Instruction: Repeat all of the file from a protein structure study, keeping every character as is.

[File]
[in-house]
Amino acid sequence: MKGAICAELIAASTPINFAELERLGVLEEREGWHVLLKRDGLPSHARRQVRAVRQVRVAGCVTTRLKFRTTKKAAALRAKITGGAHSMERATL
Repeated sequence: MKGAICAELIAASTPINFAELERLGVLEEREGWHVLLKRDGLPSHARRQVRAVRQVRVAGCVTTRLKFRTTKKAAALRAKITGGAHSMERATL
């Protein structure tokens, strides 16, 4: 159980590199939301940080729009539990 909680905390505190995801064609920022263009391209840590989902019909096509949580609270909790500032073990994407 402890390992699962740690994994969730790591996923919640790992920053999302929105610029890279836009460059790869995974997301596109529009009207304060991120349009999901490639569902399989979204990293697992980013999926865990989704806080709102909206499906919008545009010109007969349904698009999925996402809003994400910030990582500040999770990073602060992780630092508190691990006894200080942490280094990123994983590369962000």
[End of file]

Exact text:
[in-house]
Amino acid sequence: MKGAICAELIAASTPINFAELERLGVLEEREGWHVLLKRDGLPSHARRQVRAVRQVRVAGCVTTRLKFRTTKKAAALRAKITGGAHSMERATL
Repeated sequence: MKGAICAELIAASTPINFAELERLGVLEEREGWHVLLKRDGLPSHARRQVRAVRQVRVAGCVTTRLKFRTTKKAAALRAKITGGAHSMERATL
């Protein structure tokens, strides 16, 4: 159980590199939301940080729009539990 909680905390505190995801064609920022263009391209840590989902019909096509949580609270909790500032073990994407 402890390992699962740690994994969730790591996923919640790992920053999302929105610029890279836009460059790869995974997301596109529009009207304060991120349009999901490639569902399989979204990293697992980013999926865990989704806080709102909206499906919008545009010109007969349904698009999925996402809003994400910030990582500040999770990073602060992780630092508190691990006894200080942490280094990123994983590369962000």